Monday, October 13, 2014


Opinion by Gerald Trumbule

Full press coverage of a "done deal" like this one is probably a waste of your time and mine. I shot footage of the meeting, and it was interesting to meet more of my neighbors, but as Councilman Albus Brooks said on the way into the meeting "this one is a done deal". Later he mentioned that District 8 houses 80% of the City's social services, and that our housing stock is 30% Section 8. He said he had hopes that other Districts could begin to share the load, but he didn't seem optimistic.

ARTS (Addiction Research and Treatment Services), a University of Colorado funnel for US Government funding to provide methadone to heroin addicts, provided a handout at the meeting:

It's easy to see why the staff didn't think any community outreach was necessary. It's all about what constitutes a "neighborhood". From their point of view, they are moving "less than two blocks" from their old location. From our point of view, they are suddenly materializing in a residential neighborhood that had no idea they even existed in their former location.
Former location of Methadone Dispensary at 18th and Gaylord looking north.

New location of Methadone Dispensary two blocks south at 16th and Gaylord, looking south.

Other points to be considered

1. The property at 1620 Gaylord was on the market for over two years. As I recall, it was listed at $550,000 during that time. I thought it was most likely going to be scraped, with a condo development to take its place. This was actually in progress until the property was declared "historic". I have no idea how that was accomplished, as it was apparently built in 1951 and seems to have no architectural value. I presume there is a transcript of the public hearing that accomplished this bit of magic. This historic designation blocked the condo developer from proceeding and the owner of the ARTS administration building, next door at 1648 Gaylord, Victor Kolouch of Kolouch Properties, LLC, proceeded to buy the building for $650,000.
Historic designation is often considered a burden for a new owner, as there are many rules about what may and may not be done to such a building. I can't recall an instance of a $100,000 increase after such a designation.
2. ARTS representative said they had a new lease on 1620 for 7 years. Since remodeling has already begun, I presume this will go forward. What became clear during the meeting was that the staff has absolutely no idea what goes on at this location when they are not there. For example, they were unaware that since remodeling began, homeless people have been sleeping on the property every night. Even more interesting is the fact that a crew I call the "miners" has been visiting the site every night to go through the roll-off to retrieve metal scrap.

A visit from the "miners" at 1620 Gaylord on Oct. 4.
3. Speaking of unaware, the ARTS staff said they believe that 1648 Gaylord has been broken into 7 times during their term there. This although no drugs were ever housed there.

4. For the immediate neighbors, 1648 Gaylord, the ARTS intake office, has been a constant problem. The problem has not come from their "clients", who are strictly guided by their rules, but from the people who drop the clients off. These folks have been a constant source of aggravation as they, a) park illegally in our parking lots, b) hang out on our property leaving trash behind and, in general, have a real attitude problem. Just two weeks ago I noticed two men hanging out behind 1648 Gaylord throwing rocks down the alley from a neighbor's parking lot. I calmly approached and asked them to stop, whereupon they began to curse and threaten me.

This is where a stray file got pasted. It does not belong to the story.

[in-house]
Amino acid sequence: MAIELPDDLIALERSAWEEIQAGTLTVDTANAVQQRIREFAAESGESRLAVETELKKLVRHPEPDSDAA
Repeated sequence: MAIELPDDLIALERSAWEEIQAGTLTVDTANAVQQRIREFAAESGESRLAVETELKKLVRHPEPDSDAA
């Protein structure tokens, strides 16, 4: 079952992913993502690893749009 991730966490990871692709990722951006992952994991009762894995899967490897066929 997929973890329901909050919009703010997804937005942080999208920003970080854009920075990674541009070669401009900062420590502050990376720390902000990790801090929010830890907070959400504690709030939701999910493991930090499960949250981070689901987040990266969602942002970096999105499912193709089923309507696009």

5. The ARTS staff mentioned that the drugs at 1620 Gaylord would be kept in a safe "so big that it has to be put in place with a fork lift". They also indicated that the building would have to be approved by the DEA before occupancy. I hope they check the roof.

I asked if the ARTS staff had planned for security at 1620 Gaylord. They said they planned to install outdoor security cameras, but could not afford an actual outdoor security guard during business hours. Our alley will require a full-time traffic director if the projected 150 clients/day show up to quaff their drugs.

One positive result from the meeting - a potential "Good Neighbor Agreement" such as is often done with bars and restaurants seeking neighborhood approval. We are working on that, and will report any progress here.

The Big Picture

Not mentioned at the meeting, but what struck me as really strange was the HUGE disparity between this government sponsored hard-drug dispensary and the recent acceptance of  privately-owned "medical marijuana" dispensaries. To mention a few - for methadone - no 1000 ft rule, no public hearing required, drug consumption on site (the staff mentioned that they open at 5:30 am so that clients can come in and get their drugs before they go to work.) Yikes, drugged at work.
By the way, methadone maintenance, as it's called can go on for years. If you want to educate yourself from the addicts point of view, go here:
Speaking as an individual addict, as a treatment professional, and as a former Methadone clinic client, Methadone used as a short term detoxification tool, may have some valuable use. There isn't an addict on the face of the planet, however, that would need to use Methadone for over 30 days in order to do that. Methadone Maintenance is a joke. Methadone is a highly addictive drug with debilitating long term health consequences. Ask any addict who has been on a Methadone Maintenance program and they will tell you how most clients in those programs continue to use in spite of the Methadone. Standing in line for your dose is a good place to cop. 


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